When we departed Cusco, bid adieu to our International Expedition guides, Harvey y Miguel, and continued on to Lima. We were greeted at the airport by another IE representative who led us to our hotel. Most of our tour group would be departing for home the following day. We would be staying a couple extra nights on our own.
We discovered that we enjoy traveling with a group but also enjoy the flexibility and spontaneity that traveling alone provides. We wanted to see Lima – but we didn’t have any solidified plans or an agenda of any kind. We just wanted to relax and allow opportunity to present itself.
Lima is the capital and the largest city of Perú. It is located in the valleys of the Chillón, Rímac and Lurín rivers, in the central coastal part of the country, overlooking the Pacific Ocean.
Founded by Spanish conquistador Francisco Pizarro on January 18, 1535, as Ciudad de los Reyes, Lima is a fascinating city and a treasure trove of history.
Here tourists can explore ancient Incan archeological sites, stroll through the elegant cathedrals and palaces dating from Spanish colonial times, explore one of the many shopping areas, or spend the day at the beach.
Things to Do in Lima
- Cathedral of Lima
- Museo Larco
- Plaza de Armas
- Huaca Pucllana
- Historic Center of Lima
- Parque de la Reserva
- Iglesia y Convento de San Francisco
After a fast paced and exhausting tour first of the Galápagos and then Machu Picchu and the Sacred Valley, we wanted nothing more than to nap. We thereby didn’t venture far from our hotel, the Swissotel. I know – very sad considering all there is to do in the capital city.
We went for a couple of walks around the neighborhood to stretch our legs, enjoyed browsing the aisles at a local grocery, and caught up in our journals. We also found a wonderful pizzeria – where we actually dined twice. I don’t know if it was their pizza or their sangría that brought us back.
One of the adventures that life presented during our stay in Lima was the opportunity to see a Cirque du Soleil performance. The company was on tour, presenting Corteo, a joyous procession, a festive parade imagined by a clown, on the edge of the Pacific Ocean.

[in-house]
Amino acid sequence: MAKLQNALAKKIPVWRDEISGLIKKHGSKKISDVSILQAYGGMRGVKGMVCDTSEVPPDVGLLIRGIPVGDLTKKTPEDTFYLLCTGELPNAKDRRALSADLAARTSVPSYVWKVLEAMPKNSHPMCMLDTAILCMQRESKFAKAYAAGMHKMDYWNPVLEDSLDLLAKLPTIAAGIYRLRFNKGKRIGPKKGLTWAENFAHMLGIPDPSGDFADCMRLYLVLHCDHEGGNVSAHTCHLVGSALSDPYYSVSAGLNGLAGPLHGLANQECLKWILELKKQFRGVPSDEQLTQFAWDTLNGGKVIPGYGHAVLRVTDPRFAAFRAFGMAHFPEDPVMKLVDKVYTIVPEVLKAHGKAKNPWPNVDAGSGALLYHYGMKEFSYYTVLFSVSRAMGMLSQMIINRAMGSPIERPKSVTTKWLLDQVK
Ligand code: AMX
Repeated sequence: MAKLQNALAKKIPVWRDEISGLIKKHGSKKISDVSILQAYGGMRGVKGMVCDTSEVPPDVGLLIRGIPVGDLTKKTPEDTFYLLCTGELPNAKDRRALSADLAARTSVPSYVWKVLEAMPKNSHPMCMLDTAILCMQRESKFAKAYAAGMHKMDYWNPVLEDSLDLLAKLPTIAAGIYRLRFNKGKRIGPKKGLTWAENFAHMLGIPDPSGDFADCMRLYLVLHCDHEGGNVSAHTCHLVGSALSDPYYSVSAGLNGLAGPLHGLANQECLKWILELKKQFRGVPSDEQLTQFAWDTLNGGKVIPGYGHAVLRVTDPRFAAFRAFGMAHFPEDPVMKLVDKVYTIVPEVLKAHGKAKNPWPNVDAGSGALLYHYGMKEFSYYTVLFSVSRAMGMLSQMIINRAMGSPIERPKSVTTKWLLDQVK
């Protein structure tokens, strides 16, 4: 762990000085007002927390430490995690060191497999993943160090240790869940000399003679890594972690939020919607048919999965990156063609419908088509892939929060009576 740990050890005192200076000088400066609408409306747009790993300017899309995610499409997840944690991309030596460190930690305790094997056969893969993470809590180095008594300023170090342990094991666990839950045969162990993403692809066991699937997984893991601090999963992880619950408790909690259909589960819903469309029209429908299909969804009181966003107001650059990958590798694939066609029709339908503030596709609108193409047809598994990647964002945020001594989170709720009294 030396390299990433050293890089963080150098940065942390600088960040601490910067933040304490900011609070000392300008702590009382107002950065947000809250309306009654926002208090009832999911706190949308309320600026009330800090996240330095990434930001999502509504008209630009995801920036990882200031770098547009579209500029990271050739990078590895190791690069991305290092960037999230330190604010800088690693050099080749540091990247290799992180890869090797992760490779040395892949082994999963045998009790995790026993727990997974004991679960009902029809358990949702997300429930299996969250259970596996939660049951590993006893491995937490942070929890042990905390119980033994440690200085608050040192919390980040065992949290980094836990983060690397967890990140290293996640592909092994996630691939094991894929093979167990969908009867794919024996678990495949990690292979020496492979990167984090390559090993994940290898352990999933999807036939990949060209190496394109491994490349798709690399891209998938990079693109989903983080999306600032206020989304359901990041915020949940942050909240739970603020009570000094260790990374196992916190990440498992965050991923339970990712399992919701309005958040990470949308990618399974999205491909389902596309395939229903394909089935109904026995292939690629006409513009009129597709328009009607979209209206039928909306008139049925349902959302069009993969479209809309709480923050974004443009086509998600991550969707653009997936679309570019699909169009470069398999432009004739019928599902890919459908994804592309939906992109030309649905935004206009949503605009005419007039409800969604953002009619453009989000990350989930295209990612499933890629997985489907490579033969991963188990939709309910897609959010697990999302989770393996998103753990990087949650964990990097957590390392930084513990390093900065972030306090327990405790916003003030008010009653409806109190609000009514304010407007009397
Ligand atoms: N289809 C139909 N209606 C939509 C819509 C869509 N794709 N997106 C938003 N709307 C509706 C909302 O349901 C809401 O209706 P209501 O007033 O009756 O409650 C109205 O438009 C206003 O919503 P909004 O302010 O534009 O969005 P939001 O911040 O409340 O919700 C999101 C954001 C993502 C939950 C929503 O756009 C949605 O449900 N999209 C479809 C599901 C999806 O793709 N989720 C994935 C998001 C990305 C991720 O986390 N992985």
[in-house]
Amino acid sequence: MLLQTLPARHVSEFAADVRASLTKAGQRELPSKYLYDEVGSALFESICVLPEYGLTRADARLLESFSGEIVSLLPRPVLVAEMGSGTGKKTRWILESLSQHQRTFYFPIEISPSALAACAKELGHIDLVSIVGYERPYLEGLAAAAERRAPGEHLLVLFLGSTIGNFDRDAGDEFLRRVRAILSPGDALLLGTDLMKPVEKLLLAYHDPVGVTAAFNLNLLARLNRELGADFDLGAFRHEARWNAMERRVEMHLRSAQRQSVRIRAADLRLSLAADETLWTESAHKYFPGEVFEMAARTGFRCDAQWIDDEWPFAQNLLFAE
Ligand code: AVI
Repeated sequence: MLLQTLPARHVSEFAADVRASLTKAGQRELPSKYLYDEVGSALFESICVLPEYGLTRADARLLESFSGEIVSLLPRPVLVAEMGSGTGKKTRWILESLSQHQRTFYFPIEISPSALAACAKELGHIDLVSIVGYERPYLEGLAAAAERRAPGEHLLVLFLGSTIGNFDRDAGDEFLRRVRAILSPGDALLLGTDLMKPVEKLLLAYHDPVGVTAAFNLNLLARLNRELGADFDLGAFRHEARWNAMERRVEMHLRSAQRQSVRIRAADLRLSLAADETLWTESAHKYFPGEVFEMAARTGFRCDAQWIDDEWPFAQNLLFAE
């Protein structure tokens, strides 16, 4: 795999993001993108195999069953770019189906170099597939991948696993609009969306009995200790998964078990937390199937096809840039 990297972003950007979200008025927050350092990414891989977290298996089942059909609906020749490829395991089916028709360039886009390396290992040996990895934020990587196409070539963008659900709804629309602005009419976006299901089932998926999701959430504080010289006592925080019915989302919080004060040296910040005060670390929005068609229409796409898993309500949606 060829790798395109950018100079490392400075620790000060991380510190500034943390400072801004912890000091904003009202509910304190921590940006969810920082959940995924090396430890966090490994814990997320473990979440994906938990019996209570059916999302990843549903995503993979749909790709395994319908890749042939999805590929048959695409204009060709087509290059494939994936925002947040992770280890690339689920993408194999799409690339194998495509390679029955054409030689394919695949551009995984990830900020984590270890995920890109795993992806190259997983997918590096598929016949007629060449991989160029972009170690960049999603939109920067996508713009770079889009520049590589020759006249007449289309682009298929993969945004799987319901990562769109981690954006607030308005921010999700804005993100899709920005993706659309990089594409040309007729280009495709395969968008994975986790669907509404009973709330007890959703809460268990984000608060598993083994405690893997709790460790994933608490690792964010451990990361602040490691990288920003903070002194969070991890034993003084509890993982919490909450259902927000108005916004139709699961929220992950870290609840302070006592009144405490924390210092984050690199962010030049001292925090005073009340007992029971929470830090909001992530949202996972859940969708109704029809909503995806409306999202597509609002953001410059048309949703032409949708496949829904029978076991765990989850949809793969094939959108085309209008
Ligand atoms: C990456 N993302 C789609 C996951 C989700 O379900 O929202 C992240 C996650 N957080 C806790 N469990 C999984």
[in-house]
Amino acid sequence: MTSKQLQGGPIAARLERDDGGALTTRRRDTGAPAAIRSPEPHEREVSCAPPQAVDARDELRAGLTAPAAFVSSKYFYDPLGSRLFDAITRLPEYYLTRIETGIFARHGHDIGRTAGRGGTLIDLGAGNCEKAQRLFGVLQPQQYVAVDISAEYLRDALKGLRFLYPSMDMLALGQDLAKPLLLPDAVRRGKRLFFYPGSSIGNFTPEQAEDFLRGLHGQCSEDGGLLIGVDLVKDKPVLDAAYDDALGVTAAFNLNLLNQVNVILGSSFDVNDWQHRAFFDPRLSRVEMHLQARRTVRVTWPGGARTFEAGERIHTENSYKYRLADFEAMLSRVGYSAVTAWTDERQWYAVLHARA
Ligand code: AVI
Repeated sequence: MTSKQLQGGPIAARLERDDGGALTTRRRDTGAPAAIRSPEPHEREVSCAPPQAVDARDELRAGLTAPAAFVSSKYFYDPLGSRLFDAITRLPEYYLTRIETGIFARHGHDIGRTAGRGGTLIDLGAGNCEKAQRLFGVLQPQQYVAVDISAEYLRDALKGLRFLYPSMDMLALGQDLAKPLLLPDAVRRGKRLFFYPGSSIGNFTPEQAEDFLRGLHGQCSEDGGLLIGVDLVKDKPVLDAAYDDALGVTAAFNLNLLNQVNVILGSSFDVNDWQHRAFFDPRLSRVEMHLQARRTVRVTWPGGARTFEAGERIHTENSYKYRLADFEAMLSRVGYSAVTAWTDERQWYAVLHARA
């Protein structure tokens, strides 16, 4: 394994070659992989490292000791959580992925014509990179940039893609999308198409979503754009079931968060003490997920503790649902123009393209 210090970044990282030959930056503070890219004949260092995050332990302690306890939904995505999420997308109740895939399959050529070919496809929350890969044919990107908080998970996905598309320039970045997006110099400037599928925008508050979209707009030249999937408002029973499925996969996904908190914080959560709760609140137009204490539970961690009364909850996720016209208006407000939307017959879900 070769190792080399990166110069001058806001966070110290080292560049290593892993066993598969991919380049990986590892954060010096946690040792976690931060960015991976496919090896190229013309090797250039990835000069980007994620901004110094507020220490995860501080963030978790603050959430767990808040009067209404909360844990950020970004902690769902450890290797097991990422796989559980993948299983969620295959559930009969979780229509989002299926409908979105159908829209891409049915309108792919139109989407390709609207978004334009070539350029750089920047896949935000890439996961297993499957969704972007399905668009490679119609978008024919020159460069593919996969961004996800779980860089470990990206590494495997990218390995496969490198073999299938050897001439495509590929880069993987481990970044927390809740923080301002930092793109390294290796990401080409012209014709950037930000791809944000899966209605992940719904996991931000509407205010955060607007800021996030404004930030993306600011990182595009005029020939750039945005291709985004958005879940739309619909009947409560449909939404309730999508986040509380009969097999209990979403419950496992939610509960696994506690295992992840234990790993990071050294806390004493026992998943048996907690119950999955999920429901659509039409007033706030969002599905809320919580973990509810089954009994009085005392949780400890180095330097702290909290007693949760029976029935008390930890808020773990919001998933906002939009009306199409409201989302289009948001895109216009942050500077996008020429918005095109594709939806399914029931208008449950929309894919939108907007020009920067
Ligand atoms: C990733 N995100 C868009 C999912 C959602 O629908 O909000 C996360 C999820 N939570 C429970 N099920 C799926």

This was a fabulous introduction for the kids to the dramatic performances for which the company is well known. When we were shopping at a local mall the following day, we were able to see the magnificent costumes on display. Serendipitous!
This concludes my 5 day series Discovering Peru. In case you missed an earlier post,
When we travel, I always purchase a DK Eyewitness Travel Guide to familiarize myself with the country and the culture. Updated annually, each book provides a detailed description of popular tourist attractions, restaurants, and lodging options.
Each guide divides the country (or city) into color coded regions enabling quick browsing while on the road. The DK Eyewitness Travel Guides are comprehensive guides that provide everything to see at a location. While comprehensive, the books give just the right amount of information to spark interest in the particular sights you want to see. They are organized intelligently for the traveler, and they always provide a map.
As a special expression of gratitude to you, I am giving away one DK Eyewitness Travel Guide of choice to a lucky reader. The contest closes on the 20th of September at 12 a.m.
My post is one of many hopscotch link-ups. Hop over and see what others are sharing. You might also be interested in my post, 5 Misconceptions in Science & How to Dispel Them, on my homeschool blog.